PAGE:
In my past life, before marriage and house and kids, I was a studio artist. I spent countless hours drawing self-portraits and still life, imaginative landscapes, and plans for paintings and sculptures. The language of creation came easy for me and I was fluent in explaining ideas and feelings through objects.
For artist Curtis Wiklund, sketching moments from his everyday life with wife Jordin and two kids Casen and Hayden in southeast Michigan has been an experience that has brought closure and understanding to some of their family’s hardest and also most heartening moments. Art, it seems, can be a language that transcends the written word, and that language for Wiklund has been transformed into a beautiful book called Us, which is available now.
“I first started drawing as a little kid,” Wiklund tells Babble. “I drew cartoons and characters, and eventually made a ‘big debut’ with childhood friends and teachers by drawing caricatures of my teachers in our middle school yearbook.”
Wiklund’s love of drawing grew from there, and especially when his wife, Jordin, started a “Photo 365” project in which she took pictures daily over the course of a year. She invited him to join in with daily sketches, and from that, an absolutely stunningly portrait of family life emerged.
“It woke something up in me but was very subconscious,” Wiklund shares with Babble. “I found myself continually going back to wanting to draw us. It moved me to see us documented this way, like my memories and feelings about her and us were being made into permanent visual memories.”
When the project ended, Wiklund found the perfect way to share it as a Valentine’s Day gift.
“I compiled all the drawings together into one post on a website, and those are what became a viral thing on the internet and published into our brand new book,” Wiklund explains to Babble. “It is very bizarre knowing that what feels like my very personal journal is in bookstores around the world right now!”
The drawings, which documented a year in their lives, present a fresh and honest portrayal of family life. From beautiful small moments, like a quick kiss while passing in the kitchen, to the devastating loss of a pregnancy, to those tender parenting moments with small children, Wiklund has captured the best parts of being in a family.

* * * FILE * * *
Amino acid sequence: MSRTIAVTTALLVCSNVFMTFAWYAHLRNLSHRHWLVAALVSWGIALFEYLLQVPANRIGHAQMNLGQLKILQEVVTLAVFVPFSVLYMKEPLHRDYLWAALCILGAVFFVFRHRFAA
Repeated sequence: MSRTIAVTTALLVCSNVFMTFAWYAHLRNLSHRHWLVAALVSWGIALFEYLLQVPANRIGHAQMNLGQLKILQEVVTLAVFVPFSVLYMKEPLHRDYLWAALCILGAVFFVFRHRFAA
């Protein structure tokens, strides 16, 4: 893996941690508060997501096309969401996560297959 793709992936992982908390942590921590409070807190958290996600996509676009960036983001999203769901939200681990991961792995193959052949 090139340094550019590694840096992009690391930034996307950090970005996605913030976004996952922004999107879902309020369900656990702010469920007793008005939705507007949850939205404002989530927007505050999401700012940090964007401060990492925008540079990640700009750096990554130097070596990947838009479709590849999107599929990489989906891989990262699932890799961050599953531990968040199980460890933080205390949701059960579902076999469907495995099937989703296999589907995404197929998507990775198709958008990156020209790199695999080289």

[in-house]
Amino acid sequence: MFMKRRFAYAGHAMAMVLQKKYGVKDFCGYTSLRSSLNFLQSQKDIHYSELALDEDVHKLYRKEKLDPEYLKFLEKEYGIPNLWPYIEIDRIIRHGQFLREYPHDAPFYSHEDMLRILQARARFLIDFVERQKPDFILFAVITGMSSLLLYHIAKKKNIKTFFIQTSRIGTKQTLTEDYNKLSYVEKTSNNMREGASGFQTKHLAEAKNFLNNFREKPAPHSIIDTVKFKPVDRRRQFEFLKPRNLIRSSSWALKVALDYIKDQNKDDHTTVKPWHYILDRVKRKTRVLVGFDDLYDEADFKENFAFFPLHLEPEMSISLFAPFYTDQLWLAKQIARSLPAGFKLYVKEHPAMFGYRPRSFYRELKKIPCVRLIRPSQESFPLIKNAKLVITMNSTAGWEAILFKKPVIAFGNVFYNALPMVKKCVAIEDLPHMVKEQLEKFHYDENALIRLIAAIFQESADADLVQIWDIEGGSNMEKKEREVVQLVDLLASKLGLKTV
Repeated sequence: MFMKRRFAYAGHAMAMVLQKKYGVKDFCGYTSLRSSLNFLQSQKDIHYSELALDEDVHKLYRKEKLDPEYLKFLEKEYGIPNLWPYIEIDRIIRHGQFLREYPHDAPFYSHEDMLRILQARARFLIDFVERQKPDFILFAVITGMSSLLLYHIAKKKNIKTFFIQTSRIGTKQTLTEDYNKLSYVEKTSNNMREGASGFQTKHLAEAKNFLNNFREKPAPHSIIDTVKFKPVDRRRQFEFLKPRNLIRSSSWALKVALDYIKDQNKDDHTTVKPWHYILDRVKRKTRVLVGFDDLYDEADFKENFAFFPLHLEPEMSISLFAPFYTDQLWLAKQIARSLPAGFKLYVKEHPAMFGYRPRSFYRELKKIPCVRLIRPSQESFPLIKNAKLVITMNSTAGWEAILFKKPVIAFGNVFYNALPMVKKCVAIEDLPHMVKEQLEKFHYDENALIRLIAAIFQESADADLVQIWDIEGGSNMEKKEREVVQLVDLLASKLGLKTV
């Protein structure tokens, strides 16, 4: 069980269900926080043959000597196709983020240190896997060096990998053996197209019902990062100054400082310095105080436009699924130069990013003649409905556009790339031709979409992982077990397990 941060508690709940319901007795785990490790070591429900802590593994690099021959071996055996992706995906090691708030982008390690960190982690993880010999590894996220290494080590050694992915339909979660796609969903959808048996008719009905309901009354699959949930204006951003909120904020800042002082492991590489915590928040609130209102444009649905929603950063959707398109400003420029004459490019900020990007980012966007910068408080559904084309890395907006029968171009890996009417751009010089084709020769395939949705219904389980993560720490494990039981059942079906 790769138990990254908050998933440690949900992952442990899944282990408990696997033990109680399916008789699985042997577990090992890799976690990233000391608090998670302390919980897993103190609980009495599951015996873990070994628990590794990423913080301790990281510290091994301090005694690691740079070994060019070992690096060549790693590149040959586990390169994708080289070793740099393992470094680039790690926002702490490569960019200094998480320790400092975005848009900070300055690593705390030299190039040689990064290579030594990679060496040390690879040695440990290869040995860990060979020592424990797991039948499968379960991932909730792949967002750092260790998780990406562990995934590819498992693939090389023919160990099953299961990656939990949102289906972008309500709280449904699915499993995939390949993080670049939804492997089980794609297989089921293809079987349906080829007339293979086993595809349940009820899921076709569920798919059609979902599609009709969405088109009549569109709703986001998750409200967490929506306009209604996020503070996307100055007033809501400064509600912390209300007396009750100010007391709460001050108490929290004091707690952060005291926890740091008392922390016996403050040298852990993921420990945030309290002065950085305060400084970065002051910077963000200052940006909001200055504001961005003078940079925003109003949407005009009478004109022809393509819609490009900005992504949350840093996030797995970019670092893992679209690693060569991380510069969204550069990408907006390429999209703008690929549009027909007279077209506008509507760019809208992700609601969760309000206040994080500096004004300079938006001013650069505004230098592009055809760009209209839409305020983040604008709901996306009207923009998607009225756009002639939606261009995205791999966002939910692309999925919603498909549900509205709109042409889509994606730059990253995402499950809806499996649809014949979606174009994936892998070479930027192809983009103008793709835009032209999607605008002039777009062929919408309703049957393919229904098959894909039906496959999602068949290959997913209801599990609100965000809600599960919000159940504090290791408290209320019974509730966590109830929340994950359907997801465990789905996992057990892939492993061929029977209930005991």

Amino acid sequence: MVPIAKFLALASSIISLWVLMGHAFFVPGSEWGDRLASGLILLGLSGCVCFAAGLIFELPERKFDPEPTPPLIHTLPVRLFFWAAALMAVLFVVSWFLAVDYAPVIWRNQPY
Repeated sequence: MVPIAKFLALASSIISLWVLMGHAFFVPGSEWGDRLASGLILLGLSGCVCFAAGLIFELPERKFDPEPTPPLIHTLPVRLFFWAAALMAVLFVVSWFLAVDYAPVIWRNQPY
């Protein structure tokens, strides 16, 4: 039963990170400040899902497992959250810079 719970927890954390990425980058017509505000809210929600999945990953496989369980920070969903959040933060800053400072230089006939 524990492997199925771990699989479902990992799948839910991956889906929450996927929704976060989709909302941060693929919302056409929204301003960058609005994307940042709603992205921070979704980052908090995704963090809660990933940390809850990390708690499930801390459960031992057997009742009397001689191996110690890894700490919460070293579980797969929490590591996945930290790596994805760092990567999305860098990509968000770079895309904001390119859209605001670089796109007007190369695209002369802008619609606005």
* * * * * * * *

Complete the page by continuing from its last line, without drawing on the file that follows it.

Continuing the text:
When Wiklund and his wife suffered their first of two miscarriages, art became the way to deal with the overwhelming and complex emotions.
Wiklund describes those tough moments to Babble.
“That moment started something new; I could process through art. My feelings were more tangible, and my art was feeling more accurate than my personhood in life. I’m a very emotionally neutral person in real life, but always positive and excitable. That’s very me. In that moment though, the drawing felt more real than what I was able to demonstrate in real life. I was just sad.”
The book has already tugged on hearts as evidenced by the glowing reviews on Amazon. Wiklund shares one particular review with Babble.
“I don’t know this couple at all, but seeing their young love portrayed here made me want to go do something fun with my wife, to give her kisses, or to snuggle on the couch.”
The review read:
Maybe it’s wrong to appreciate a book more for how it makes me feel than for the actual content. But I have a feeling Curtis, a wedding photographer, would not object to my saying ‘Us’ inspired me to love my wife of 25 years like a newlywed.
“He could not be more right,” says Wiklund. “If reading my book could actually cause someone to physically put my book down to possibly never pick it up again, and go recognize what is in the other room and love on their significant other, then I have done good in this world. I cried when I read that review. (And I do not cry very often … except for when I draw … I cry pretty regularly then).”
To get your copy of Us and see the heartwarming moments that create a marriage, click here.